Few days later I was in La Habana, Cuba. Certainly no country, including many of the richer countries in Asia can compare themselves to Cuba where literary rates reach 100 per cent. Why are there no children in the streets, Rigoberto Menchu, the Nobel Laureate asked Fidel, while being driven away from the airport? They are at school, Madame, every single one of them.

I teach at the university in Cuba and I am always surprised at the high levels of curiosity and preparation of the students. The Cuban education is good not only quantitatively, but also it gets high marks in terms of quality.
One of the items of interest is that education is not commercialized in Cuba. If you are smart, regardless of your colour or origin or status, you can study as far as you wish to go. It certainly holds the distinction of the highest proportion of university and tertiary graduates, in all of the Americas. I was not surprised to read that nearly half of the migrant Spanish-speaking women (excluding Cuban migrants) to the USA had less than six years of high school! A situation such as that is impossible to conceive in Cuba.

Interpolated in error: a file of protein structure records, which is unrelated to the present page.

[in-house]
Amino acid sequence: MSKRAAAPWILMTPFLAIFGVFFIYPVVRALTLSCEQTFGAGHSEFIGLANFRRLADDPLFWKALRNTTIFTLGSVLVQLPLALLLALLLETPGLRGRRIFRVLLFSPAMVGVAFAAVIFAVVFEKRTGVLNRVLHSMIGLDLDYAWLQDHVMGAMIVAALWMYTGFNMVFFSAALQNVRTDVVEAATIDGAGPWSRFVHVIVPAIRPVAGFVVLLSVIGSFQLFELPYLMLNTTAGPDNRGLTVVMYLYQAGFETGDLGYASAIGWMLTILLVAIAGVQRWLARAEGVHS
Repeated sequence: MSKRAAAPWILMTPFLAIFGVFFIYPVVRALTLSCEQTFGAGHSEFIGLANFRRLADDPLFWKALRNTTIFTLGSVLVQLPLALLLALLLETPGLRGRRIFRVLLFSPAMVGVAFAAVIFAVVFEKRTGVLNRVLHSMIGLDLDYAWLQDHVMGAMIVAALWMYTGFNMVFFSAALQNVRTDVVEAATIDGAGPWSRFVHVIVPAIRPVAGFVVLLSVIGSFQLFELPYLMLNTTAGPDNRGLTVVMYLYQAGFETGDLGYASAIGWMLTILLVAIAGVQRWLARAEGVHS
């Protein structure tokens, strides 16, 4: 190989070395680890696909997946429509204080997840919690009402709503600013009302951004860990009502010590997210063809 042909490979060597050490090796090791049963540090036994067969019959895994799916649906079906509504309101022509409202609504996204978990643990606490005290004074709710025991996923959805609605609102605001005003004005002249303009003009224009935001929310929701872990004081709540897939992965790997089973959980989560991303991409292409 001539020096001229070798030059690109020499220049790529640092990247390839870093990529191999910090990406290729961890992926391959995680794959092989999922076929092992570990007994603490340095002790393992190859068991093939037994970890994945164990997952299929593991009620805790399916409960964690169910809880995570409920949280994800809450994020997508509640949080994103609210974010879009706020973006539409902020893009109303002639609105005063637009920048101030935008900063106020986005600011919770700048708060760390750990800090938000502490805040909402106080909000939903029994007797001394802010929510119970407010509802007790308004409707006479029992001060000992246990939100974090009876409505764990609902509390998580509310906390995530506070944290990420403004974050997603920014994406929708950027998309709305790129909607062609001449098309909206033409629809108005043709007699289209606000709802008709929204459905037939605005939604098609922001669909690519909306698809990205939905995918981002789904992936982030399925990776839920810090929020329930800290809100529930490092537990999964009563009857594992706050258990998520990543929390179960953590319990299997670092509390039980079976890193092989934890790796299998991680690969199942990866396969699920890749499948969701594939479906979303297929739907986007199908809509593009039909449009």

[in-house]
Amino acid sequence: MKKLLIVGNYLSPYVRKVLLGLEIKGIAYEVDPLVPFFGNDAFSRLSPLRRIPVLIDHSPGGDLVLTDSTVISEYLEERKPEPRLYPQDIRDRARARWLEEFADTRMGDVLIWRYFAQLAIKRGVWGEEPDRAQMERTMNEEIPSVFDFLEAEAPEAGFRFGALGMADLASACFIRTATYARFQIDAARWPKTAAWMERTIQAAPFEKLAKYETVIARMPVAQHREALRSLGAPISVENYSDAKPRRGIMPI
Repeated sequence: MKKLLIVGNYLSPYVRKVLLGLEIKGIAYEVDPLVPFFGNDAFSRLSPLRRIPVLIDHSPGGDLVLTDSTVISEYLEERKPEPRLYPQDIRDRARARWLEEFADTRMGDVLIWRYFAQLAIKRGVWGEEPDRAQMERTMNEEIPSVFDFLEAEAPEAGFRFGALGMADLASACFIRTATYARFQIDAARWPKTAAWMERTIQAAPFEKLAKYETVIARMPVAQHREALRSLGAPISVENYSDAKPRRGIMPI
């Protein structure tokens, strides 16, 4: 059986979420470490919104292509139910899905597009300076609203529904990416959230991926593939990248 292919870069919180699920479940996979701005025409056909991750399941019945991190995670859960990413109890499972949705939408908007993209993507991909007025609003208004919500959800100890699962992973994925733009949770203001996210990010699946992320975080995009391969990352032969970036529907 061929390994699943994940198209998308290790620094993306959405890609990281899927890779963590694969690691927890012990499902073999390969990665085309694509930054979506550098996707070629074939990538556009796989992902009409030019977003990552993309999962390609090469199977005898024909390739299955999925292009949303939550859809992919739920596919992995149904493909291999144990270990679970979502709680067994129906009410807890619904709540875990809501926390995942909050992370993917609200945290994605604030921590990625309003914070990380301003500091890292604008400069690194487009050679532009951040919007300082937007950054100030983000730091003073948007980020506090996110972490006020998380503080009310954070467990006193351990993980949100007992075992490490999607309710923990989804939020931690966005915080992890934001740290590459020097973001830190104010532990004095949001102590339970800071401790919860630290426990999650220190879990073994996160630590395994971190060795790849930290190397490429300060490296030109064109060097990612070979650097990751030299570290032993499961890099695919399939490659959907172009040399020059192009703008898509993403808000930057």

Quality of education offered in many of the Arab and Asian countries is subpar. The school children in China often score higher than Western children in tests, but to me, it tells of their education in test taking. No wonder that one third of all graduate students at the university of Miami; a private university are from China. The first university degree from secular institutions in India is considered equal to a high school education in Australia.
(Women's education lags behind in many countries and many communities around the world)